In what can only be described as a major body blow to Peter Costello, Malcolm Turnball and the Liberal Party, former Liberal Party Leader John Hewson has lashed out against Costello in an “open letter” published in the mainstream media attacking Costello’s style, conduct and questioning his competency as Treasurer during the halcyon years of the Howard Government.
The severity of this attack and the effect it will have on the Liberal is potentially catastrophic. Following Julie Bishop’s effective sacking from the Shadow Treasury position, Costello’s refusal to accept it and the leadership tensions that are clearly palpable between Turnbull and Costello, it would appear that Costello’s steadfast position to remain on the backbench is now becoming rapidly untenable.
This is Hewson’s letter here.
“Enough is enough. If your few remaining mates won’t tell you, I will. You’ve had a fair go. If you now won’t give others a chance and pull your weight as a member of the team, you should move on. It is most unlikely that you will ever be drafted as leader of the Liberal Party and even less likely that you will ever be prime minister.”
“You can’t go on ignoring the facts. You have only ever had a minimal support base and that base has been further and terminally eroded by your disloyalty, antics and shenanigans of the last year or so.”
“Perhaps, ironically – although I doubt that you will admit it – your best chance to be leader was when you let Alexander Downer lead the “Dream Team” that took over the leadership from me back in 1994. If not then, certainly when Downer fell over a few months later.”
“You didn’t have the balls to seize the moment then, leaving the leadership by default to John Howard. And you haven’t had the balls, or the numbers, since. It’s no use trying to argue that you had some sort of “secret” deal with Howard that he would move over for you after some “reasonable period”. You know Howard was never in any position to deliver, even if he ever recognised that he had made such a “core” promise.”
“And all that nonsense that you went on with before the last election, claiming that Ian McLachlan had carried evidence of such a “deal” in his wallet for several years, is simply that: nonsense. It was just another example of your disloyalty to the party and of your willingness to destabilise in pursuit of your personal, unattainable ambition.”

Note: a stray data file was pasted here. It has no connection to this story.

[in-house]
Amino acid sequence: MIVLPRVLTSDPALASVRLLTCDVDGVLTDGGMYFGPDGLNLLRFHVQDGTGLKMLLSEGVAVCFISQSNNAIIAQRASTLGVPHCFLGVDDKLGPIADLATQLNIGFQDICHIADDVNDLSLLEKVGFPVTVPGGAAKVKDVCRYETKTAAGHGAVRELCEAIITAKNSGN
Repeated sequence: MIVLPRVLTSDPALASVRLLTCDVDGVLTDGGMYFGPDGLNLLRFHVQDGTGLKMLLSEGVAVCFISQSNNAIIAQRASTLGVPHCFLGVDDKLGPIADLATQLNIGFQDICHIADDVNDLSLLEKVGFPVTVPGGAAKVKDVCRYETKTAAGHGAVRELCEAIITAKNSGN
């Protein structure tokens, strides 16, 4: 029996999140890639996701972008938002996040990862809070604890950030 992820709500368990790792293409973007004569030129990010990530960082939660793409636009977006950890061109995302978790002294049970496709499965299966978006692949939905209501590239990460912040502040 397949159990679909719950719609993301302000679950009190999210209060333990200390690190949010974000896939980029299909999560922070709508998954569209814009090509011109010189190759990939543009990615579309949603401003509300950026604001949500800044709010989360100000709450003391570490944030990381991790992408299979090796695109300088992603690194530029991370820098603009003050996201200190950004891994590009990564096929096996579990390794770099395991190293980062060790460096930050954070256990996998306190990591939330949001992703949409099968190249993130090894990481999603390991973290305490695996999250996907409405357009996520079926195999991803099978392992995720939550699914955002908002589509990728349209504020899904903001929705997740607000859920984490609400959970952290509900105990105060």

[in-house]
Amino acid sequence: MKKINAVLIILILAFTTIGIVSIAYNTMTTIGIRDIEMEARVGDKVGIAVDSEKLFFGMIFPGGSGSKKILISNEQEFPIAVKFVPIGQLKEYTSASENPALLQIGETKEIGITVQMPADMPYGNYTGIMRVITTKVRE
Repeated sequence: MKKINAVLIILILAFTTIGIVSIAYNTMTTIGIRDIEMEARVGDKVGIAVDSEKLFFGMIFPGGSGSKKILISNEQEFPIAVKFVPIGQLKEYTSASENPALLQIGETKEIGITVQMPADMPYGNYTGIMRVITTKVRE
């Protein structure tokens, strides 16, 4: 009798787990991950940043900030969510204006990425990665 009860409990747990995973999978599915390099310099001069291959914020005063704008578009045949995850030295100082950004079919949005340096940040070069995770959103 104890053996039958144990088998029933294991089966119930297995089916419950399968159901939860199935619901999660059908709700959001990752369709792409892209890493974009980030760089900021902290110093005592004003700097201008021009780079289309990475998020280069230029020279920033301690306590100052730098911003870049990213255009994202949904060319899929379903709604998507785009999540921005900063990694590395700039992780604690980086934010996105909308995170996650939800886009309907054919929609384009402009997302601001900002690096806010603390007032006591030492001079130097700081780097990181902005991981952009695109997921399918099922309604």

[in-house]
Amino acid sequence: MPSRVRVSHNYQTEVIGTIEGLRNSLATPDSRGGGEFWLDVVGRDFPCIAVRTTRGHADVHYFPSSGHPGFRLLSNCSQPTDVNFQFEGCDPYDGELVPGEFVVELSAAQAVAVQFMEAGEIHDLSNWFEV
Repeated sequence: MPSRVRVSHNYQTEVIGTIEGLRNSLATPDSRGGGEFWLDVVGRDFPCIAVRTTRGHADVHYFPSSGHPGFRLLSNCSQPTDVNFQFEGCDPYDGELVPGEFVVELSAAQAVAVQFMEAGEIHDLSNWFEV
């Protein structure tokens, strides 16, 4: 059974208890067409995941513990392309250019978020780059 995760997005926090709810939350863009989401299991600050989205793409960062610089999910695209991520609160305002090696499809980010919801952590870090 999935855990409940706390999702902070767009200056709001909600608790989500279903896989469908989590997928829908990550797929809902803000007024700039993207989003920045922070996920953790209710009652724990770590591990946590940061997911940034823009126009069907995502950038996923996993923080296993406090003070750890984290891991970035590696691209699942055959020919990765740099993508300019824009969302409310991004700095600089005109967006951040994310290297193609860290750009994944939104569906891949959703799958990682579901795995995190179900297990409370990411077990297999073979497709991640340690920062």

“You also know the party room is always the final arbiter in leadership matters and when a position is declared vacant there is never any shortage of those prepared to pull their batons from their knapsacks.”
“It’s also clear you have never really worked the back bench to build the numbers – some say simply because of your arrogance. Others put it down to you not wanting to be seen as having first-hand involvement, hoping to create the impression that your supporters were building the momentum. Either way, it was generally counterproductive – too smart by half.”
“Moreover, all the polling that I have ever seen or heard of – Liberal or Labor – has had you as unelectable. This should be enough to convince you but, if not, then you should have an honest look at yourself. You are bone lazy. Just count your output – press releases/conferences, speeches, electoral visits and other examples of your work ethic or “availability” – compared with, say, Paul Keating when he was treasurer.”
“I also doubt you have the skills, experience or self-confidence to have accepted the obvious job after losing the last election, namely shadow treasurer. You’d be lost without Treasury. You may have delivered 11 budgets but ask yourself honestly how many of them were actually yours, rather than Treasury’s. I am told Treasury is now drawing a sharp contrast between your little interest and involvement and that of Wayne Swan.”
“You should also recognise that your indulgent “memoirs”, released recently, did not provide the platform from which you had obviously hoped to be drafted. They were received with a yawn. They were being sold at a discount in my local bookstore in just a few days.”
“But, most importantly, they fuelled yet another round of leadership speculation, again making the Opposition the focus of exhaustive and sustained media attention, leaving the Government to skate by without scrutiny.”
“I have absolutely no doubt that you would be going ballistic if the shoe was on the other foot and you were being undermined. Both sides of politics know from painful experience that disunity is death- although, like you I’m sure, I found it a bit galling to hear Howard now saying so, having been disloyal to every leader he ever worked for.”
“Despite what the Government says, the risk and opportunity of an election this year are very real, especially if my worst fears of our economy tanking are confirmed.”
“After the damage that you have done, the best you can now do to help our chances is to leave.”